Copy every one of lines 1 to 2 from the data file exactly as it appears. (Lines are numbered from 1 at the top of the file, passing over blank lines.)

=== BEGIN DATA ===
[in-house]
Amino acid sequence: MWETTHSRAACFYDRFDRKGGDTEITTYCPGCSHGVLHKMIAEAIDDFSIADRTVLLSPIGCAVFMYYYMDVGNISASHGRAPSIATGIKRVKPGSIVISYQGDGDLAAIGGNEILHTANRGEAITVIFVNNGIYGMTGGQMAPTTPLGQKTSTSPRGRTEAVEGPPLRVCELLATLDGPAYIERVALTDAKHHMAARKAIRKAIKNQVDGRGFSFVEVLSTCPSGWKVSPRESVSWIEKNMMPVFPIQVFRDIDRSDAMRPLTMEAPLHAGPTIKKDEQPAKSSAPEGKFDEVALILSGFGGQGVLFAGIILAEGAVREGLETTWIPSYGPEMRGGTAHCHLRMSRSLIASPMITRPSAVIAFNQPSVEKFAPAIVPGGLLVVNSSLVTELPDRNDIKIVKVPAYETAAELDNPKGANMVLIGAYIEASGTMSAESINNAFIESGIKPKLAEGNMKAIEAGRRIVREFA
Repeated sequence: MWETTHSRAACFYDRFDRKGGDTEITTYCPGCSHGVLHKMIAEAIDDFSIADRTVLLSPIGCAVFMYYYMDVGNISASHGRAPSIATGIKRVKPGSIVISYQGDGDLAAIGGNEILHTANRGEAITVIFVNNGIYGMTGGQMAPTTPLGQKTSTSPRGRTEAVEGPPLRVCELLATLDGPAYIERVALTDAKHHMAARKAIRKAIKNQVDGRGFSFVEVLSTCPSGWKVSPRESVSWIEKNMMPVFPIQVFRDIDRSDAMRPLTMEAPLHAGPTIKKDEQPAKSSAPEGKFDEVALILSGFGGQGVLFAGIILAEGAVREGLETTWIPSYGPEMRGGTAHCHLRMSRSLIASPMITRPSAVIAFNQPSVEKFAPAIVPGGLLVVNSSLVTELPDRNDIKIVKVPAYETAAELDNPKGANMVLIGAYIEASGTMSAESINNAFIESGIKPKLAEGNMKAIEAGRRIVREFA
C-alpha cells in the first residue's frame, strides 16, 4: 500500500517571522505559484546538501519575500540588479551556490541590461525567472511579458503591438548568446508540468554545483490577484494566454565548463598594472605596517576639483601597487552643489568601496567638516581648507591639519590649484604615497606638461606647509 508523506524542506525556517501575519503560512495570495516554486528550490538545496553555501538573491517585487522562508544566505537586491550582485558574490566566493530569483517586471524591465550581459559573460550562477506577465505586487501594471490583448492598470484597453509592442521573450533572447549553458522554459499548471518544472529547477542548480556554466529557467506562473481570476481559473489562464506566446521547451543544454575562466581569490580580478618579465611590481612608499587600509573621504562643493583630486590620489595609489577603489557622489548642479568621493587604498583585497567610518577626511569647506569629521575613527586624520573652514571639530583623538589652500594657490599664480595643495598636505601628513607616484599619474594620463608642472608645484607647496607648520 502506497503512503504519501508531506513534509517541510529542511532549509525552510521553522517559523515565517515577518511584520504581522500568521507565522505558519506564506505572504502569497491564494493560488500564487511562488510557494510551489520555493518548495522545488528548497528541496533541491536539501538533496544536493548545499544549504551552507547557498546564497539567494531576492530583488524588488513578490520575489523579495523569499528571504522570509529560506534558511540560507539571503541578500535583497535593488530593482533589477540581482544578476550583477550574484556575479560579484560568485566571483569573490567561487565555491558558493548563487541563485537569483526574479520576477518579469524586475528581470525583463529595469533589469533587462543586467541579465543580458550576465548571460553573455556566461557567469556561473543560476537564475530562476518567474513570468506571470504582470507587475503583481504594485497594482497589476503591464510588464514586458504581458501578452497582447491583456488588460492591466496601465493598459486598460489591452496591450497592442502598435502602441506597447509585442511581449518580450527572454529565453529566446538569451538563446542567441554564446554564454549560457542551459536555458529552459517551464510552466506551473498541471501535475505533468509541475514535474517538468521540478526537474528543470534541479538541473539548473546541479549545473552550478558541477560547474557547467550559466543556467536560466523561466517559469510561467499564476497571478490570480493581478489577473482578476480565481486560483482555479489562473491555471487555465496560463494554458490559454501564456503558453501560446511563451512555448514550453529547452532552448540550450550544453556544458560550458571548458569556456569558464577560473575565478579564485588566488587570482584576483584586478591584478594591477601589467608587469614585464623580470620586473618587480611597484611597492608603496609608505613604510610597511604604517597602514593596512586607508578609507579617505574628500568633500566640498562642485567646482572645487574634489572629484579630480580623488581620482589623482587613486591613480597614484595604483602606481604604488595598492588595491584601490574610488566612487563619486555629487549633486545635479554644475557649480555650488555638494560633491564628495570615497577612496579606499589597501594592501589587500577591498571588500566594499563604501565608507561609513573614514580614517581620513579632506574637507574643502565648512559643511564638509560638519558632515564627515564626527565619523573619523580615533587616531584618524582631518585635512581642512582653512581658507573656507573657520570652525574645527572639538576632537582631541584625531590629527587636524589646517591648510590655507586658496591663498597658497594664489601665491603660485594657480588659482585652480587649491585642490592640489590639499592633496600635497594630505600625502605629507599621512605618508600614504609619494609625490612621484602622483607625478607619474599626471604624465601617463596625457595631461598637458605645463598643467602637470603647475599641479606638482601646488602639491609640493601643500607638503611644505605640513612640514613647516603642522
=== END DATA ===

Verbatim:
[in-house]
Amino acid sequence: MWETTHSRAACFYDRFDRKGGDTEITTYCPGCSHGVLHKMIAEAIDDFSIADRTVLLSPIGCAVFMYYYMDVGNISASHGRAPSIATGIKRVKPGSIVISYQGDGDLAAIGGNEILHTANRGEAITVIFVNNGIYGMTGGQMAPTTPLGQKTSTSPRGRTEAVEGPPLRVCELLATLDGPAYIERVALTDAKHHMAARKAIRKAIKNQVDGRGFSFVEVLSTCPSGWKVSPRESVSWIEKNMMPVFPIQVFRDIDRSDAMRPLTMEAPLHAGPTIKKDEQPAKSSAPEGKFDEVALILSGFGGQGVLFAGIILAEGAVREGLETTWIPSYGPEMRGGTAHCHLRMSRSLIASPMITRPSAVIAFNQPSVEKFAPAIVPGGLLVVNSSLVTELPDRNDIKIVKVPAYETAAELDNPKGANMVLIGAYIEASGTMSAESINNAFIESGIKPKLAEGNMKAIEAGRRIVREFA